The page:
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Soon after the Reverend Cullen examined the numbers of
the form n.2n+1, the
numbers n.2n-1 were
looked at by Cunningham and Woodall (1917). So now these
numbers are called Cullen numbers:
and the Woodall numbers:
The Woodall numbers are sometimes called the
Cullen numbers (of the second kind).
Woodall numbers that are prime are called Woodall
primes (or Cullen primes of the second kind)
It is conjectured that there are infinitely many such
primes. The Woodall numbers Wn
are primes for
n=2, 3, 6, 30, 75, 81, 115, 123, 249, 362, 384, 462, 512, 751, 822, 5312,
7755, 9531, 12379, 15822, 18885, 22971, 23005, 98726,
143018, 151023 and
composite for all
other exponents n less than 260,000.
Like the Cunningham numbers, the Woodall numbers have
many divisibility properties. For example,
if p is a prime, then
p divides W(p+1)/2 when the
Jacobi symbol (2|p) is 1 and
W(3p-1)/2 when the
Jacobi symbol (2|p) is -1.
Suyama appears to have shown that
almost all Woodall numbers are
Generalized Woodall primes, should we
wish to make such a definition, would be primes of
the form n.bn-1
with n+2 > b. The reason for the restriction
on the exponent n is simple, without some restriction
every prime p would be a generalized Woodall because:
p = 1.(p+1)1-1.
See Also: Cullens, Fermats, Mersennes
Related pages (outside of this work)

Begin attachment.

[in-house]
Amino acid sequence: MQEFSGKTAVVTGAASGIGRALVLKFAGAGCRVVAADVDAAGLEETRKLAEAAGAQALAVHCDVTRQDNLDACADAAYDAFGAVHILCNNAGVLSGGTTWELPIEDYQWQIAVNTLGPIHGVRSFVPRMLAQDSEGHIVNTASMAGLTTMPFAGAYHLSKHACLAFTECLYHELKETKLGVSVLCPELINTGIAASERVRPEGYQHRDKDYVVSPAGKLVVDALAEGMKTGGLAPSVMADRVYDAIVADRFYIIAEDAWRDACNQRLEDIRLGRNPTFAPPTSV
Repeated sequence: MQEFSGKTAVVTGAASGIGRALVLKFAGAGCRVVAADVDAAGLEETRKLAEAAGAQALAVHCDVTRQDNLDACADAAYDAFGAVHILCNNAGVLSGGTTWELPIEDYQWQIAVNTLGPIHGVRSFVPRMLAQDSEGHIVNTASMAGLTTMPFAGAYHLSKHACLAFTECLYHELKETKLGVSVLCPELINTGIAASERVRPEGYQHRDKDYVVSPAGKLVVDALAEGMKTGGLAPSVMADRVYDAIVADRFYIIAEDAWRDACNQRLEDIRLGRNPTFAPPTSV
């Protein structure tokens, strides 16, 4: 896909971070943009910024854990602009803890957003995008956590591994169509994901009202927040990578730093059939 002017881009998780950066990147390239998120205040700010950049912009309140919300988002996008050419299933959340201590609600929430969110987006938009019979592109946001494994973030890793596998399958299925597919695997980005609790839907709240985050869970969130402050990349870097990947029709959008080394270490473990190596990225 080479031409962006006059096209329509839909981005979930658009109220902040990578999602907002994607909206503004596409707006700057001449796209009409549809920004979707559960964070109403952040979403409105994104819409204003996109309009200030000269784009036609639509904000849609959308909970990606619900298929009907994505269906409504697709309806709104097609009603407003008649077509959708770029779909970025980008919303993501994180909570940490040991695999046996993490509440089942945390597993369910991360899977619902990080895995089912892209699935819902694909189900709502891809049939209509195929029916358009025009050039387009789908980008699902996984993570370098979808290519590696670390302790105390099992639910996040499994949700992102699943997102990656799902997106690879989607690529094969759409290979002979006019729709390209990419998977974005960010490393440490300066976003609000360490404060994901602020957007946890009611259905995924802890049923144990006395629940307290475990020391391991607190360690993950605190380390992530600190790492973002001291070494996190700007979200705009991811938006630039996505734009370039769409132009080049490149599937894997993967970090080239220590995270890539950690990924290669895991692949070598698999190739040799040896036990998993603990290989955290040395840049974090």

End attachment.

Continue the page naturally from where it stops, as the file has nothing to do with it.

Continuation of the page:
- A. J. C. Cunningham and H. J. Woodall, "Factorisation of Q=(2q ± q) and q*2q ± 1," Math. Mag., 47 (1917) 1--38. [A classic paper in the history of the study of Cullen numbers. See also [Keller95]]
- Guy94 (section B2)
- R. K. Guy, Unsolved problems in number theory, Springer-Verlag, New York, NY, 1994. ISBN 0-387-94289-0. MR 96e:11002 [An excellent resource! Guy briefly describes many open questions, then provides numerous references. See his newer editions of this text.]
- E. Karst, Prime factors of Cullen numbers n· 2n± 1. In "Number Theory Tables," A. Brousseau editor, Fibonacci Assoc., San Jose, CA, 1973. pp. 153--163,
- W. Keller, "Factors of Fermat numbers and large primes of the form k· 2n +1," Math. Comp., 41 (1983) 661-673. MR 85b:11117
- W. Keller, "New Cullen primes," Math. Comp., 64 (1995) 1733-1741. Supplement S39-S46. MR 95m:11015
- Ribenboim95 (p. 360-361)
- P. Ribenboim, The new book of prime number records, 3rd edition, Springer-Verlag, New York, NY, 1995. pp. xxiv+541, ISBN 0-387-94457-5. MR 96k:11112 [An excellent resource for those with some college mathematics. Basically a Guinness Book of World Records for primes with much of the relevant mathematics. The extensive bibliography is seventy-five pages.]
- H. Riesel, "Some factors of the numbers Gn = 62n + 1 and Hn = 102n + 1," Math. Comp., 23:106 (1969) 413--415. MR 39:6813
- R. M. Robinson, "A report on primes of the form k· 2n + 1 and on factors of Fermat numbers," Proc. Amer. Math. Soc., 9 (1958) 673--681. MR 20:3097